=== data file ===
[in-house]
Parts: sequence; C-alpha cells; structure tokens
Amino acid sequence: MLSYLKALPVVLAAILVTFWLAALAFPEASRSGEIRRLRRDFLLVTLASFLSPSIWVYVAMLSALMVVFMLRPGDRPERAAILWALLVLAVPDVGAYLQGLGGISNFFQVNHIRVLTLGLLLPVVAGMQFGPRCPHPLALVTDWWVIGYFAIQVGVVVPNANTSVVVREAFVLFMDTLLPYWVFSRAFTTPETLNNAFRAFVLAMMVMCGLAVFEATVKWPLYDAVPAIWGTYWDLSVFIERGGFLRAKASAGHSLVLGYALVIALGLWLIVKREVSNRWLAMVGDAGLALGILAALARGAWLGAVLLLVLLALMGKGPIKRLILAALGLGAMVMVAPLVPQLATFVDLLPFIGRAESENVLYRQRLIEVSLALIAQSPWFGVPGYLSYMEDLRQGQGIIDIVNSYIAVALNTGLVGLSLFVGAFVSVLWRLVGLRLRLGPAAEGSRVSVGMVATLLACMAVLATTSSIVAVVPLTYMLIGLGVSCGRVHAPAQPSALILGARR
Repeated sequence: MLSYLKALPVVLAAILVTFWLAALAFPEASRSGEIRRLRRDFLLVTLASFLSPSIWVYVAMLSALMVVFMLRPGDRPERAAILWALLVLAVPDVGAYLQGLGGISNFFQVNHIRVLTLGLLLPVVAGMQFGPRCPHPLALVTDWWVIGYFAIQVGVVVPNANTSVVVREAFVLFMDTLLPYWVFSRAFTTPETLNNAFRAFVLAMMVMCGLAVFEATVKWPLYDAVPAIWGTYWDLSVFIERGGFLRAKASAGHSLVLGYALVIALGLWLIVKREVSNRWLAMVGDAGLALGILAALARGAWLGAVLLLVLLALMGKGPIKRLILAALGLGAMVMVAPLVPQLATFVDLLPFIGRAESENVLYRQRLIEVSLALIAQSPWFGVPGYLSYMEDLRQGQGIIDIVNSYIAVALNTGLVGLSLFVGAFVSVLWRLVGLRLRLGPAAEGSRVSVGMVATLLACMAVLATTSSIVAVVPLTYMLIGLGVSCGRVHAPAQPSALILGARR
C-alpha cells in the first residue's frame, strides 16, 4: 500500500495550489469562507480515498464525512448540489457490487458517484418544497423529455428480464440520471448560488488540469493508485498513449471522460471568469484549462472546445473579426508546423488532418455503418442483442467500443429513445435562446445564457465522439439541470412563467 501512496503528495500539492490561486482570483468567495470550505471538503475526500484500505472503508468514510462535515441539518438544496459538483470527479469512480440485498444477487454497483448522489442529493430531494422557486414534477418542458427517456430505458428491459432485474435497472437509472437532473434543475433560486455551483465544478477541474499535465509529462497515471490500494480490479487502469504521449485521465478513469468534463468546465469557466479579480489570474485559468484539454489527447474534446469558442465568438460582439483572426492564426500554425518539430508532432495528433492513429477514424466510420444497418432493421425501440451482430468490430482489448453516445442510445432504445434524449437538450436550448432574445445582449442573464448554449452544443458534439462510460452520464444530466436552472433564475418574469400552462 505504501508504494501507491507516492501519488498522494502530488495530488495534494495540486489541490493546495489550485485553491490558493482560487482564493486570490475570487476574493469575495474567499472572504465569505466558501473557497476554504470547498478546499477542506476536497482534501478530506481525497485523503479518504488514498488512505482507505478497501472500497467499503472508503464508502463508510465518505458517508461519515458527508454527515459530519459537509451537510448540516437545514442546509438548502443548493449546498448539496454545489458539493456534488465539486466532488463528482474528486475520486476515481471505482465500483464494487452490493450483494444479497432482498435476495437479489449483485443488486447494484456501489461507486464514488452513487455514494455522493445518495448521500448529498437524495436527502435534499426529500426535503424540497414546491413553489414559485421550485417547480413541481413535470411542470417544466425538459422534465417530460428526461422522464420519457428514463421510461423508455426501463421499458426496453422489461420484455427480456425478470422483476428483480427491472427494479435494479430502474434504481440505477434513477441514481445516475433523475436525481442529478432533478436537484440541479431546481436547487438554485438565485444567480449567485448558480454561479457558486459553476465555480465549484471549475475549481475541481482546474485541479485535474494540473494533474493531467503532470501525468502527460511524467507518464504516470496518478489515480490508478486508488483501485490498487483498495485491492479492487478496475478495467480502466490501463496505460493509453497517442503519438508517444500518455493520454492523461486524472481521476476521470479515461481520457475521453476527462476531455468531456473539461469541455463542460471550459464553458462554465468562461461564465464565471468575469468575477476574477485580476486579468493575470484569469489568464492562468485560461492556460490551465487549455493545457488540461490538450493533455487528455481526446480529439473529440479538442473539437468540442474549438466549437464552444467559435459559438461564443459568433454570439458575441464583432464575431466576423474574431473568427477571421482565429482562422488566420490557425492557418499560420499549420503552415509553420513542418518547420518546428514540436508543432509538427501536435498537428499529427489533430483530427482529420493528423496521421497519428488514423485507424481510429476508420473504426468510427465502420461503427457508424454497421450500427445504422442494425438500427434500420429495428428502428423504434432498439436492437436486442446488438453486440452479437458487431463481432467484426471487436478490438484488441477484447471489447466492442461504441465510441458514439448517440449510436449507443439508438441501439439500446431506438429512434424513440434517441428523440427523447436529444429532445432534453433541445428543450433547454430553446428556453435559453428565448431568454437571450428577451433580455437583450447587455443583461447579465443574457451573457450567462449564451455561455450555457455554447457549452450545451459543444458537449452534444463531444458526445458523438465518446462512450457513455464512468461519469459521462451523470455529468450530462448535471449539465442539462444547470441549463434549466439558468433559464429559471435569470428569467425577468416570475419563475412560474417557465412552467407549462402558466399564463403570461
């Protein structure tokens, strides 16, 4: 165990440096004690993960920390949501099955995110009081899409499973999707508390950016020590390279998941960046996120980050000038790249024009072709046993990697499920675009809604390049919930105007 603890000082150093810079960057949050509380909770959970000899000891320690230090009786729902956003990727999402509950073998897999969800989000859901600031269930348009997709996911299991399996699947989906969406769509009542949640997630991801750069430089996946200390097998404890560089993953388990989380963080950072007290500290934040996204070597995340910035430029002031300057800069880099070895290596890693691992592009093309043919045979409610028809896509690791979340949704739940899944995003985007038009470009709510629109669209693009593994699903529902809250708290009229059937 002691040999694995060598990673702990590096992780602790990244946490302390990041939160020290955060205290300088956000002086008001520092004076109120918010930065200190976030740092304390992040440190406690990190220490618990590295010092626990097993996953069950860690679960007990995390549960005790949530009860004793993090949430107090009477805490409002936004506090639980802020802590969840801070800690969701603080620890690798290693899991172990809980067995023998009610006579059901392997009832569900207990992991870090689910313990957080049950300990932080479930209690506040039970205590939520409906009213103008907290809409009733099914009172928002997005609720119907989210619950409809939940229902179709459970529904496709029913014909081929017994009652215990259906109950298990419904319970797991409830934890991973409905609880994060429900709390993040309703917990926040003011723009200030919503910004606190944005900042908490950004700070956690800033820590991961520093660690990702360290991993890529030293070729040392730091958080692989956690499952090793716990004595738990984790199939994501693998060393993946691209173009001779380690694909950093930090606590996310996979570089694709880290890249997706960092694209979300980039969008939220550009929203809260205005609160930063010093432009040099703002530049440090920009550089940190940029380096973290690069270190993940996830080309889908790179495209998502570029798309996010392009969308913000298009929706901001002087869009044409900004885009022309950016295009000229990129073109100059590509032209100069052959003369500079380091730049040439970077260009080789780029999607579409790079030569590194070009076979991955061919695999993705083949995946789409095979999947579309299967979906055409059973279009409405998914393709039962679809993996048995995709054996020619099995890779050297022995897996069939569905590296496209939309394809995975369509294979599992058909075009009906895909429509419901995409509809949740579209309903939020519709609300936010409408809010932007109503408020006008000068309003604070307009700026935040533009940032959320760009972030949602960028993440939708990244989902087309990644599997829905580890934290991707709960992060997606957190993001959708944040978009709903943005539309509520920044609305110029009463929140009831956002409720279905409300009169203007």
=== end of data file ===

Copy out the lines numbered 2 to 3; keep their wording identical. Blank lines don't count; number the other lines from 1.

Parts: sequence; C-alpha cells; structure tokens
Amino acid sequence: MLSYLKALPVVLAAILVTFWLAALAFPEASRSGEIRRLRRDFLLVTLASFLSPSIWVYVAMLSALMVVFMLRPGDRPERAAILWALLVLAVPDVGAYLQGLGGISNFFQVNHIRVLTLGLLLPVVAGMQFGPRCPHPLALVTDWWVIGYFAIQVGVVVPNANTSVVVREAFVLFMDTLLPYWVFSRAFTTPETLNNAFRAFVLAMMVMCGLAVFEATVKWPLYDAVPAIWGTYWDLSVFIERGGFLRAKASAGHSLVLGYALVIALGLWLIVKREVSNRWLAMVGDAGLALGILAALARGAWLGAVLLLVLLALMGKGPIKRLILAALGLGAMVMVAPLVPQLATFVDLLPFIGRAESENVLYRQRLIEVSLALIAQSPWFGVPGYLSYMEDLRQGQGIIDIVNSYIAVALNTGLVGLSLFVGAFVSVLWRLVGLRLRLGPAAEGSRVSVGMVATLLACMAVLATTSSIVAVVPLTYMLIGLGVSCGRVHAPAQPSALILGARR